At speeds below critical Mach number, the center of lift is at approx. 25 percent of the wing chord. When speed increases above the critical Mach number and reaches the transonic range with supersonic flow over the wing, generating shock-waves, the center of lift starts to move aft. This will require trimming to counter the nose down effect and is the main reason the all flying tail with irreversible control system was introduced to counter increasing forces as the center of lift continues to move aft with increasing supersonic speed. This phenomena is also known as the "Mach Tuck". If no corrective action would be taken by trimming the aircraft, it would continue to nose over more and more with increasing supersonic speed. Aircraft such as the XB-70 took advantage of its folding wing tips which changed the delta wing geometry in such a way that the center of lift moved relatively forward again when the tips were folded fully down, reducing the amount of trim required to keep the aircraft longitudinally stable.

Starglider


User currently offlineLehpron From United States of America, joined Jul 2001, 7028 posts, RR: 21
Reply 14, posted (7 years 3 months 4 weeks 1 day 13 hours ago) and read 1559 times:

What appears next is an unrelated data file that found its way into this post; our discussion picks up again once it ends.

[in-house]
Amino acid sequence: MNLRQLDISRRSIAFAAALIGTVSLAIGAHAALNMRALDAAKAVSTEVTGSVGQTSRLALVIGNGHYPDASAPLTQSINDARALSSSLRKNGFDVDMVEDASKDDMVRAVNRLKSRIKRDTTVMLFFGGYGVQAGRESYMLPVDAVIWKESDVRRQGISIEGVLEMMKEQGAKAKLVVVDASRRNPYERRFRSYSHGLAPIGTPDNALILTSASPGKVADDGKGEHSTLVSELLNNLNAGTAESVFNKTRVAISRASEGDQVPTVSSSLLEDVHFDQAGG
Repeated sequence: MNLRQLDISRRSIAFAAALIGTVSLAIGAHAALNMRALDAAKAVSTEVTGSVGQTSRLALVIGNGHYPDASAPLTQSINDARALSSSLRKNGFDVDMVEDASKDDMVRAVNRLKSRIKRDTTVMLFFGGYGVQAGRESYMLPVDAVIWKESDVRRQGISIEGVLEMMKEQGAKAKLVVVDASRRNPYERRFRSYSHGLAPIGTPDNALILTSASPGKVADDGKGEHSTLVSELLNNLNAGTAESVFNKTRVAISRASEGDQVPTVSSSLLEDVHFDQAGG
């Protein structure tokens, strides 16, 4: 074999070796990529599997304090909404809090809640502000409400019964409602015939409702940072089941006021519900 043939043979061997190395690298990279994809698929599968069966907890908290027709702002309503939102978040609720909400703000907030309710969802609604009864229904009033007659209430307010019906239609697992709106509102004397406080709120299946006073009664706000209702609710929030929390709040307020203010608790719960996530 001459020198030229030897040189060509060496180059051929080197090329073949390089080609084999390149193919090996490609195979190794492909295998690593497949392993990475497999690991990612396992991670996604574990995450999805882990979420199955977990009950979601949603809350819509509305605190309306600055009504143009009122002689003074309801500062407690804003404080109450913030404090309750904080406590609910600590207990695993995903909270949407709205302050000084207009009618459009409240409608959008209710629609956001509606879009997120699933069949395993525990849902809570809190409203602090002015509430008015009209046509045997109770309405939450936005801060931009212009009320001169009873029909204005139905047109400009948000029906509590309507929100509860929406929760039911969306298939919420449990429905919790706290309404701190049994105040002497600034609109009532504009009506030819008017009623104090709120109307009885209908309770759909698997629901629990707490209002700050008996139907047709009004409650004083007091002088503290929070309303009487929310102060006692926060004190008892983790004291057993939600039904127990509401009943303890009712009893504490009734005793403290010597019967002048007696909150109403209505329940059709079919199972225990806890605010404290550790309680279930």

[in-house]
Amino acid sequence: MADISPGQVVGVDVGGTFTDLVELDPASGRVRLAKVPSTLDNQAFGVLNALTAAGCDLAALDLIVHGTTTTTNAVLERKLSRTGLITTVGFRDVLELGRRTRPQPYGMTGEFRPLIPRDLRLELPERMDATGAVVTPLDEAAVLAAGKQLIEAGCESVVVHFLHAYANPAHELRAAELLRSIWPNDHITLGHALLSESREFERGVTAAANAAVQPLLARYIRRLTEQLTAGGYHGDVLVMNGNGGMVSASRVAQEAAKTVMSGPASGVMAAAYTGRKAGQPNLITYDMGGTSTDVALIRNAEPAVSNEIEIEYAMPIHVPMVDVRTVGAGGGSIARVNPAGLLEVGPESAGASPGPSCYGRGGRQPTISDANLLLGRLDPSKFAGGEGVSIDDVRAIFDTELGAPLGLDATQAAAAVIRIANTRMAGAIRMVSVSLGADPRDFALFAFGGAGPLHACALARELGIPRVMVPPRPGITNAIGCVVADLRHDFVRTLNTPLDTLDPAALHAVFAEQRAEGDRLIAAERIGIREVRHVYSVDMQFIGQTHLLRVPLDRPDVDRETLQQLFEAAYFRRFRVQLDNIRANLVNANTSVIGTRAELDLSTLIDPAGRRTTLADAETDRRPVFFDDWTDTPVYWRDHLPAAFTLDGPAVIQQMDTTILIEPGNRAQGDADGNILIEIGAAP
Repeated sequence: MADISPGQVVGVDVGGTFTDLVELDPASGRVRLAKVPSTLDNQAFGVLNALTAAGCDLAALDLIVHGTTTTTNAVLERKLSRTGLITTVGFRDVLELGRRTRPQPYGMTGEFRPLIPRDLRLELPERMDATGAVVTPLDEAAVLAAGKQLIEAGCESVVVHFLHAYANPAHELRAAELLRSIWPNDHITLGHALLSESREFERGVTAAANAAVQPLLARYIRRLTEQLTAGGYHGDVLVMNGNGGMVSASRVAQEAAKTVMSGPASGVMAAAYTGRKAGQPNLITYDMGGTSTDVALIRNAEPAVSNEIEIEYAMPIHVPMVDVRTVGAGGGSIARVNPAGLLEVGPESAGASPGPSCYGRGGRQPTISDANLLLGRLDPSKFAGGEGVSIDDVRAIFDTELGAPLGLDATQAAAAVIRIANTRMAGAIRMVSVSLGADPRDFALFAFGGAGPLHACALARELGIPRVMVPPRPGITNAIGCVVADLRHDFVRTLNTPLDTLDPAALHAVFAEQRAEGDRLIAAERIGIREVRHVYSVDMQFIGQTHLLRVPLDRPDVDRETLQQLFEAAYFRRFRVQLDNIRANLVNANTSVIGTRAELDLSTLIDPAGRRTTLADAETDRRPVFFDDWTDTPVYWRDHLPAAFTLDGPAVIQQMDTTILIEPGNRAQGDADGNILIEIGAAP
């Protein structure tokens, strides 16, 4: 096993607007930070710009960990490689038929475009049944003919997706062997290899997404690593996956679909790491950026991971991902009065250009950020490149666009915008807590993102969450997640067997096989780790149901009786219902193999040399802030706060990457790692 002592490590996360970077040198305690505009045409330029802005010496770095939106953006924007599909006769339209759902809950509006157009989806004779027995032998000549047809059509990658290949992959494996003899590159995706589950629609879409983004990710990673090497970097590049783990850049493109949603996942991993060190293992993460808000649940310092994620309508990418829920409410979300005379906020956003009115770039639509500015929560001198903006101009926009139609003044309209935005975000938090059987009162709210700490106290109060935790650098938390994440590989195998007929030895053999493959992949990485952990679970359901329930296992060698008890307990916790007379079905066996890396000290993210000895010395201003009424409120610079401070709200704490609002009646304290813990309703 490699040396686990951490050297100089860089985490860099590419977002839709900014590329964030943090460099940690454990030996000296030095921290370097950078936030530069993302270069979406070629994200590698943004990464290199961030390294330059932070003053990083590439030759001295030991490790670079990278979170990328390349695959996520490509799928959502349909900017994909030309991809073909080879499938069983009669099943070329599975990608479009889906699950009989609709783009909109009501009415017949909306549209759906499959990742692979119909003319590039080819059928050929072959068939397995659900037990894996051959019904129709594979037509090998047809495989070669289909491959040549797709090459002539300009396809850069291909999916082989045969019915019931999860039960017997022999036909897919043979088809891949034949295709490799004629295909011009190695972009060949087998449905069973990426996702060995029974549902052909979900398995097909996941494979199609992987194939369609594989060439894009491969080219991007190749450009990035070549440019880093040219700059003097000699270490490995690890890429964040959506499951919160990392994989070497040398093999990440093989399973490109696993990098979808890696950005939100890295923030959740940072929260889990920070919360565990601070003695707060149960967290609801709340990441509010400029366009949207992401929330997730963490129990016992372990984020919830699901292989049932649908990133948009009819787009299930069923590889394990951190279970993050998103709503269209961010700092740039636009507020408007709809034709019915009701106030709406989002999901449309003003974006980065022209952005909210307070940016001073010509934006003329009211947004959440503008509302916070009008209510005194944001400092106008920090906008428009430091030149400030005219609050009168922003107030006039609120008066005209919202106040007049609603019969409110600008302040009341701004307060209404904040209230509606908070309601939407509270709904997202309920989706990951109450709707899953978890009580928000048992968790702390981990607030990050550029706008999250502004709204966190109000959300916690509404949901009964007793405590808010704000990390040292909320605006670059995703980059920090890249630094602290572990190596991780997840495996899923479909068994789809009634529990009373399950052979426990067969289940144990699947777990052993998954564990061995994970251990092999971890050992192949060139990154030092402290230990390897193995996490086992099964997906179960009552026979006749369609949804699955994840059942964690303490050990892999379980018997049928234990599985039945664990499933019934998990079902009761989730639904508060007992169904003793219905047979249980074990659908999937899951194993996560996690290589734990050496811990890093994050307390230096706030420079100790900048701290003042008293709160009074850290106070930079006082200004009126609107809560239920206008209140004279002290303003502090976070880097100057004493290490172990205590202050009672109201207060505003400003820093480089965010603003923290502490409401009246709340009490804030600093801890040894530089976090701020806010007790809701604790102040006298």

Quoting Starglider (Reply 13):
the center of lift continues to move aft with increasing supersonic speed.

Are you sure about that? I was taught that supersonic air pressure becomess equally distributed along a surface past Mach 1, so the center of lift locks to 50% chord and stays there.

But this should only apply as long as the wingroot shock wave doesn't cover the wing, i.e. airflow normal to the cross section is still subsonic, mathematically.

With the latter I'm refering somewhat to Robert T. Jones' Oblique Wing theory, that a wing sweept of 45* will render no shockwaves across the wing, negating MCR. If BSC had 45-degree wings maybe it could have had less of a wave drag impact, apart fromt he dutch-roll problem?

Unless I paraphrased wrong, do correct, its been a while.



The meaning of life is curiosity; we were put on this planet to explore opportunities.
User currently offlineStarglider From Netherlands, joined Sep 2006, 678 posts, RR: 44
Reply 15, posted (7 years 3 months 4 weeks 1 day ago) and read 1498 times:

Quoting Lehpron (Reply 14):
Are you sure about that? I was taught that supersonic air pressure becomess equally distributed along a surface past Mach 1, so the center of lift locks to 50% chord and stays there.

By moving aft of the aerodynamic center of lift at increasing supersonic speed, i mean gradually moving aft between 25% to approx. 50% chord. You are correct, at supersonic speeds the whole of the surface behind the crest of an airfoil causes expansion of the relative airflow. The accompanying suction over the upper surface contributes far more to the total lift than at lower speeds, and thus the resultant lift acts much further aft, e.g. limited to around the 50% chord.


Starglider